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Mindfulness training may lower blood pressure – Study

Long believed to be a calming activity, a new study provides evidence of the benefits of mindfulness in reducing high blood pressure.

There is anecdotal evidence that meditation and mindfulness training may be able to reduce high blood pressure and hypertension. However, clinical confirmation of these claims has been scarce until last month, when researchers published a new study in the journal PLOS One.

The authors report the results of a Mindfulness-Based Blood Pressure Reduction (MB-BP) program specifically designed to “evaluate acceptability, feasibility, and effects on hypothesized proximal self-regulation mechanisms.”

Participants who enrolled in the MB-BP program experienced significant reductions in blood pressure levels that were still in effect at follow-up examinations 1 year after the trial.

Hypertension is a significant risk factor for heart disease, which is the leading cause of death in the United States and globally. However, doctors can find hypertension challenging to treat.

“We know enough about hypertension that we can theoretically control it in everybody — yet in about half of all people diagnosed, it is still out of control,” according to lead author Eric Loucks, associate professor of epidemiology, behavioral and social sciences, and medicine at Brown University in Providence, RI. MedicalNewsToday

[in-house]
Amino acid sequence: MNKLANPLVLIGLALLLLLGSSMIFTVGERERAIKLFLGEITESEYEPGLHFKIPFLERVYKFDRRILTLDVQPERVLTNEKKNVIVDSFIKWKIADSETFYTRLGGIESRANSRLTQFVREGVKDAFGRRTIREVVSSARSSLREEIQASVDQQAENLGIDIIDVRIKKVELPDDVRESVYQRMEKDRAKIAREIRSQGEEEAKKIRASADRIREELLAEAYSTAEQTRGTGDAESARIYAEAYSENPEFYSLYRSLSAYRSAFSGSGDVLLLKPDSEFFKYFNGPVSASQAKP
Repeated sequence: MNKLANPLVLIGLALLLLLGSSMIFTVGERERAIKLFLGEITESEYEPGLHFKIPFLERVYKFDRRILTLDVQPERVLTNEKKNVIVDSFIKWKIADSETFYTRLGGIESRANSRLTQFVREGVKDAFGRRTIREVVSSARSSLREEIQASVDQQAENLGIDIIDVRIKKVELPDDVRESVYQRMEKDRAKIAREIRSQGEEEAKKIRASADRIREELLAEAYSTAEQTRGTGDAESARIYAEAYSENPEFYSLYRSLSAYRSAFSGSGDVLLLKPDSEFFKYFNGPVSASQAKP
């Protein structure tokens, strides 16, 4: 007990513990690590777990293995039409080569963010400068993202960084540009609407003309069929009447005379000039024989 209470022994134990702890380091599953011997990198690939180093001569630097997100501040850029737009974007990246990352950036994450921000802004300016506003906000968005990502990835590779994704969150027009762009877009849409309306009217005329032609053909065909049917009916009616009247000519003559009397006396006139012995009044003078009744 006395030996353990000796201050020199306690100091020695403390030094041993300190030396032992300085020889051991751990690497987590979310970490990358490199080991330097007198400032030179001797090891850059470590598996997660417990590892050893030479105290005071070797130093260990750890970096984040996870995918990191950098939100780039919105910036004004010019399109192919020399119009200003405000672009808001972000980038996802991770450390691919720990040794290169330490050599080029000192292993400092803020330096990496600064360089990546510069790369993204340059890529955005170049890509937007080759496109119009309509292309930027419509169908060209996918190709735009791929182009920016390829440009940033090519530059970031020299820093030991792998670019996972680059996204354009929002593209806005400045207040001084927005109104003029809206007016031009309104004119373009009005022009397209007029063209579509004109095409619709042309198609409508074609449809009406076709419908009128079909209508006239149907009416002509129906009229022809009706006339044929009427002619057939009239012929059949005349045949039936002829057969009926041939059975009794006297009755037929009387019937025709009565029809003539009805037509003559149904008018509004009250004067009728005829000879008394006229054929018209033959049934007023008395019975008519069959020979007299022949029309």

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Mindfulness training may lower blood pressure – Study

Long believed to be a calming activity, a new study provides evidence of the benefits of mindfulness in reducing high blood pressure.

There is anecdotal evidence that meditation and mindfulness training may be able to reduce high blood pressure and hypertension. However, clinical confirmation of these claims has been scarce until last month, when researchers published a new study in the journal PLOS One.

The authors report the results of a Mindfulness-Based Blood Pressure Reduction (MB-BP) program specifically designed to “evaluate acceptability, feasibility, and effects on hypothesized proximal self-regulation mechanisms.”

Participants who enrolled in the MB-BP program experienced significant reductions in blood pressure levels that were still in effect at follow-up examinations 1 year after the trial.

Hypertension is a significant risk factor for heart disease, which is the leading cause of death in the United States and globally. However, doctors can find hypertension challenging to treat.

“We know enough about hypertension that we can theoretically control it in everybody — yet in about half of all people diagnosed, it is still out of control,” according to lead author Eric Loucks, associate professor of epidemiology, behavioral and social sciences, and medicine at Brown University in Providence, RI. MedicalNewsToday

 

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